Society 2 (by )

Six years ago, I wrote up some opinions on how people complain about society, and how I'd like to improve matters. Since then, I've been thinking about the problem on and off, and two different models for human societies that, I hope, might be more fair, productive, and downright pleasant to live in than our own.

So what do we want out of a society? This is largely a matter of personal taste to many. Some want a worl d in which total human happiness is maximised; some want a world in which their own happiness is maximised (these are not nice people); some want a world in which people have the most freedom rather than happiness; and so on.

In designing a society, freedom is a crucial issue, and much revolves around how one defines it. The maximal-freedom folks generally want a world with few rules, and everyone competing for resources; the idea is that the people who are best at obtaining resources are rewarded by getting the most resources, and that this encourages the human race as a whole to get better at getting resources (and then are happier as a result; note that these resources need not just be money, but can be things like the respect of other people). This comes at the cost of "less efficient" people suffering and, presumably, being less likely to survive, breed, and pass their ideas on; also, people are motivated to work hard to obtain resources.

However, I personally feel that such a model does not actually optimise individual freedom. We gain some freedoms by sacrificing others, and need to carefully decide which freedoms to trade in order to obtain maximal freedom (which I feel is almost the same as maximal happiness). So I reject the short-sighted model of libertarianism that seems to revolve around replacing everything with a free market; I think that leads to power being accumulated by the ruthless in a vicious circle, and the rest of us enslaved. Remove governments, and instead we are slaves to the rich. A society that avoids this fate will require the sacrificing of some freedoms, in order to gain more important ones.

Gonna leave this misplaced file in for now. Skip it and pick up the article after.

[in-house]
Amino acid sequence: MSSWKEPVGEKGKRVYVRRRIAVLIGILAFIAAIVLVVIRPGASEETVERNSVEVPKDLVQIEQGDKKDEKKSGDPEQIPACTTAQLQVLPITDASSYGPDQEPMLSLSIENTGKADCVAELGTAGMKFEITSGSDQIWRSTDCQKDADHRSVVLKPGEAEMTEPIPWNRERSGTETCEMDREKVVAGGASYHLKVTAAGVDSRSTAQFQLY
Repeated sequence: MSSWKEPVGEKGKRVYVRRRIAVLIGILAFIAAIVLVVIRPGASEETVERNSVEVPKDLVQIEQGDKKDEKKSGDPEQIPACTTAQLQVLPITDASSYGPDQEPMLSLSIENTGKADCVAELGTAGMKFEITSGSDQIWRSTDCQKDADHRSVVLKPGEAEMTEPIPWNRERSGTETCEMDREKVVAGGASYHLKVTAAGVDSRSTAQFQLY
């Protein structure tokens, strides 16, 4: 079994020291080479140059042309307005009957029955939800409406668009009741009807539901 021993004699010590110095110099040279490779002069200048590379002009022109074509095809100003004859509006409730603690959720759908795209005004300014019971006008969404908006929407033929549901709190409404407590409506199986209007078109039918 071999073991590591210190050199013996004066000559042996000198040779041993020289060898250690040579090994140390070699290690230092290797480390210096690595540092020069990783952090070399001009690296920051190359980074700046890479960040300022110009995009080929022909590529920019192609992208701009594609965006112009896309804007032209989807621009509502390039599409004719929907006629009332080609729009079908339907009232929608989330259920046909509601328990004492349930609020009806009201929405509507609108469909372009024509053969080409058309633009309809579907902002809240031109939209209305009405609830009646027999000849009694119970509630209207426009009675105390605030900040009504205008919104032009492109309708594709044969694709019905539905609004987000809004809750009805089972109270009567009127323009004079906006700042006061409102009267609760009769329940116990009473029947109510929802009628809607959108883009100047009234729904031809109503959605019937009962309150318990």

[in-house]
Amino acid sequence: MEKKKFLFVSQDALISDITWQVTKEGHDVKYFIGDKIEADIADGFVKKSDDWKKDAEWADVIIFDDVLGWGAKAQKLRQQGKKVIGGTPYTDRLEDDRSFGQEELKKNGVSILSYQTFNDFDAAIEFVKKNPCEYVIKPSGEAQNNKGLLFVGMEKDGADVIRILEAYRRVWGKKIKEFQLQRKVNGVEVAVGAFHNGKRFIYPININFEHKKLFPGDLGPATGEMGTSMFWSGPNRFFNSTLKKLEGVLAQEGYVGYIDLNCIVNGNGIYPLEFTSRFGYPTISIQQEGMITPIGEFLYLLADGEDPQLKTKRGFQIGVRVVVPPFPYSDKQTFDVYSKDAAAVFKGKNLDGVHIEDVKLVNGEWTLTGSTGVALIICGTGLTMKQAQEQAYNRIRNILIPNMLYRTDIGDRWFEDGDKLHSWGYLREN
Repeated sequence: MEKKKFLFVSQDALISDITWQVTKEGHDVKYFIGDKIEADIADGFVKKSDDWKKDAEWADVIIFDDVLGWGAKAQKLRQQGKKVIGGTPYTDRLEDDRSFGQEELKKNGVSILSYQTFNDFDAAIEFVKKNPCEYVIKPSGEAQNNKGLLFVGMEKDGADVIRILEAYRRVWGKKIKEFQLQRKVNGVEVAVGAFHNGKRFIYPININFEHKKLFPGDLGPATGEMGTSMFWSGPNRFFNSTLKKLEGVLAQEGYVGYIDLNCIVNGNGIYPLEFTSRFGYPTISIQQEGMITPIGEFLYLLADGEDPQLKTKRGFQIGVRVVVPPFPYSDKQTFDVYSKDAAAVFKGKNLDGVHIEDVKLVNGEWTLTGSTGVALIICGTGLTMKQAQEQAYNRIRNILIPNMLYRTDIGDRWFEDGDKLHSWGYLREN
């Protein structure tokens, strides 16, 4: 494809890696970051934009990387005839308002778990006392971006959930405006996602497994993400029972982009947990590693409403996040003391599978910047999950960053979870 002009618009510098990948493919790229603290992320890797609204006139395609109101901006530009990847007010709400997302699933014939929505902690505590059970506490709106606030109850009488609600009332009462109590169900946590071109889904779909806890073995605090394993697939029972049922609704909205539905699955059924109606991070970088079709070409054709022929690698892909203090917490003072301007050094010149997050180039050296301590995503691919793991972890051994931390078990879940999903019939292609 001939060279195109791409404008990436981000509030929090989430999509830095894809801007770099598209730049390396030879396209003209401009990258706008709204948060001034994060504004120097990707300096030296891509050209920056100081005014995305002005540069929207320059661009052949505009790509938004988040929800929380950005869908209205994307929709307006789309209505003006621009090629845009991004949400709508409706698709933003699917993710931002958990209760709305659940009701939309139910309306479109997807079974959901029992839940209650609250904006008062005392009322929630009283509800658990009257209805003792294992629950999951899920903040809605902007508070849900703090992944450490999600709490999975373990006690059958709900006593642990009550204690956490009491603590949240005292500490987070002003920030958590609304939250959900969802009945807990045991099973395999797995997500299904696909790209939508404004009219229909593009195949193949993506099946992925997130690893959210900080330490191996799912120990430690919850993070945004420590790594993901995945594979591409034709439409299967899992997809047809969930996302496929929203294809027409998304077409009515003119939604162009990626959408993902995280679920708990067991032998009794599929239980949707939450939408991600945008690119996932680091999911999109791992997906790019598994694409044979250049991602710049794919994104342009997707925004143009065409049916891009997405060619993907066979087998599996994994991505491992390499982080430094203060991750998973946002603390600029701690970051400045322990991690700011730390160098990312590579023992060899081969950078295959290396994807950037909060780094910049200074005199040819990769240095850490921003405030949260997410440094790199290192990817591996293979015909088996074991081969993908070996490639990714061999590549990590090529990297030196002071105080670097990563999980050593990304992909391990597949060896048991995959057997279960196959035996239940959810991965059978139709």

One tradeoff I am particularly keen on is that interactions between people and society should be governed by the rule of law. By which I mean: there should be a list of rules, which anybody can read and understand, explaining acceptable ways for people to behave, including what to do when people break those rules. I think this gives people clarity; by knowing and understanding the rules, they can choose how to attain their goals without breaking.

There is one tricky issue with the rule of law: interpretation. It's hard to write rules that will unambiguously cover every situation; the world is just too complex and large. The best we seem able to do to resolve this is to have the rules judged by some kind of court when there's a dispute, combined with a fallback of more general and higher-priority "meta-rules", such as basic human rights or principles, which the rules are understood as just being implementations of.

But having the rule of law implies that there needs to be some process for the list of rules to be maintained, and a process for it to be made available so people can find out what the rules are; and some way of enforcing the rules - that alleged violations of them are investigated, and judged, and that the appropriate sanctions enforced.

And that implies some kind of organised "government"; but it doesn't have to be a government like most countries have today. As long as we can find a way of maintaining and publishing a system of laws that doesn't allow any particular group of people to influence the development of the law in such a way as to give themselves extra powers they can abuse, and a way of ensuring that those rules describing society's obligations to people (investigation, courts, and enforcement of sanctions) are met as defined in the rules (in particular, fairly and evenly, judging cases based on the facts of the case alone), we're all set.

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  • By Faré, Fri 8th Jan 2016 @ 8:42 am

    The big mistake many engineers make is to believe they as philosophers are somehow outside and above society and government is a magical tool that can mold society whichever way they want, for free.

    The one thing libertarians understand is that, no, nobody is either outside or above society, that government is not the tool of philosophers above, and not the tool of people below, but is a natural phenomenon with laws of its own, derived from its principle of unaccountable violence; and before to dream of what it "could" or "should" do, realize that not only its action isn't free (as in, it has a dear price), its action isn't free either (as in, it's constrained in what it WILL do — if it doesn't propagate its own survival through domination, it doesn't survive and is replaced by a conqueror that will do what it takes).